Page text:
The next morning she comments that the coffee in the hotel lobby is bland. It tastes like every other normal cup of coffee I’ve ever had. Later I take her to the famous El Chapultepec, a jazz dive in Denver. As we slide into the vinyl-covered booth and admire the red-checkered floor, she exclaims, “This place is sooo cool!” I look around at the smoke-stained paneled walls and linoleum tables. And then it hits me why I didn’t see the irony in Napoleon Dynamite. I grew up with vinyl, fake paneled walls, flat steaks, tap water, milk and weak coffee. She grew up with juice boxes, real leather, strong coffee, renewable bamboo flooring, sushi and yes, full-flavored craft beer. She wouldn’t dream of drinking a Bud Light or really anything other than a super-hoppy 9 percent ABV IPA. This generation likes flavor, they like things that are crafted with care, they like things local, and they like things sustainable. Their weddings aren’t weddings anymore, but spectacles, with edible bridesmaid’s dresses and carbon credits as party favors. Their vacations are exotic. Their food isn’t food; it’s a circus. It’s infuriating.
But then, later, I notice that everybody seems to be embracing this new way of life—even the oldies. In the media tent (sponsored by AB Inbev), the pundits, young and old, stand in the Stella Artois line or the line for Shock Top or a Brewmaster 12 series while I’m able to walk straight up the Budweiser line and get a beer immediately. The hot dog stand is in an open field, but the sushi bar is packed. This is the new normal. I figure, well, rather than be irritated about it, might as well join them.
I join a group of journalists from Reason Online discussing how they want to be disposed of when they die. “I want to be cremated and my ashes sprinkled into my organic compost pile,” says one with not a small amount of righteous indignation. Another wants to be dumped into the ocean off Australia to provide nutrients to the dwindling population of reef fish.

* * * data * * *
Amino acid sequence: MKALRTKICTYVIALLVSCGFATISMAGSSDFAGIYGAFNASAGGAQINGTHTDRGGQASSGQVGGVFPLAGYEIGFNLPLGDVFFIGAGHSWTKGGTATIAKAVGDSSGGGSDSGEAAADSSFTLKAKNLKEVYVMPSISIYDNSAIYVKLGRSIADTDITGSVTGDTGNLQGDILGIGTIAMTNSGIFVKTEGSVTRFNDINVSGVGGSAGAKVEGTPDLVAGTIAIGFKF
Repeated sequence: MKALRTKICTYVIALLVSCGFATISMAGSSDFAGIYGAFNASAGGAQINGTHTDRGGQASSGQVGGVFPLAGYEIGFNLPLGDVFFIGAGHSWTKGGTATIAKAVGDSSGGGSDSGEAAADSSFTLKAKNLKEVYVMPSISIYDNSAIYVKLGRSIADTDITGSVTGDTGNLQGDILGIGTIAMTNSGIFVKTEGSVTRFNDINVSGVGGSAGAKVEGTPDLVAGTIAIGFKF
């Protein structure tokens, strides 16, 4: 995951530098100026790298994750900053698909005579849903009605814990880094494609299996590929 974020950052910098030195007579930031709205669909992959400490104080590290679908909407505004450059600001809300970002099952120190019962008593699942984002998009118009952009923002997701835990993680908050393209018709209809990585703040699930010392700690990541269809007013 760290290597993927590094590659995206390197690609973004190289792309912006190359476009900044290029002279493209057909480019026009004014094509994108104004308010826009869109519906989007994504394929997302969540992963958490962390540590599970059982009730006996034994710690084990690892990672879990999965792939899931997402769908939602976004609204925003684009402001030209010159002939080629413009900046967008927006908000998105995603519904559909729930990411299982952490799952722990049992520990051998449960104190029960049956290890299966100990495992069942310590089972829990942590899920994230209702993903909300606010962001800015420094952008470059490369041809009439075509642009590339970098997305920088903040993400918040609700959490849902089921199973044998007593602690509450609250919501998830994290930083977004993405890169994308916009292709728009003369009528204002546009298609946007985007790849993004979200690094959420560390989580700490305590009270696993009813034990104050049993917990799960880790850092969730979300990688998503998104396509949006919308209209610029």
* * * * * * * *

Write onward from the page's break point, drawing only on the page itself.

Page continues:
Not wanting to be left out, I pipe up: “I want to have a normal funeral.” They turn and look at me as if I just announced I’m an advocate for genetically modified corn. So I quickly amend my story. “I mean, I want to have my friends and family huddled around my casket, and then suddenly they’ll swing the casket open to reveal … not my cold blue corpse, but iced-down local organic craft beers.” They all nod in approval like bobblehead dolls, which encourages me. “And then, then they’ll roll out a confetti cannon and blast my ashes all over the mourners. And, and the pretty girls, with ash on their long eyelashes, will scream in delight, “It’s snowing Harry!” as they dance in a circle around the casket or should I say beer cooler, eh?” I realize too late I’ve taken it too far, and the group quickly disperses, muttering and giving me weird looks. I’m avoided the rest of the night.
I realize that trying to act like a true millennial is going to take more practice. But I’m up for the challenge. Excuse me while I take a selfy holding my Pliny the Elder and post it to Instagram with a witty repartee.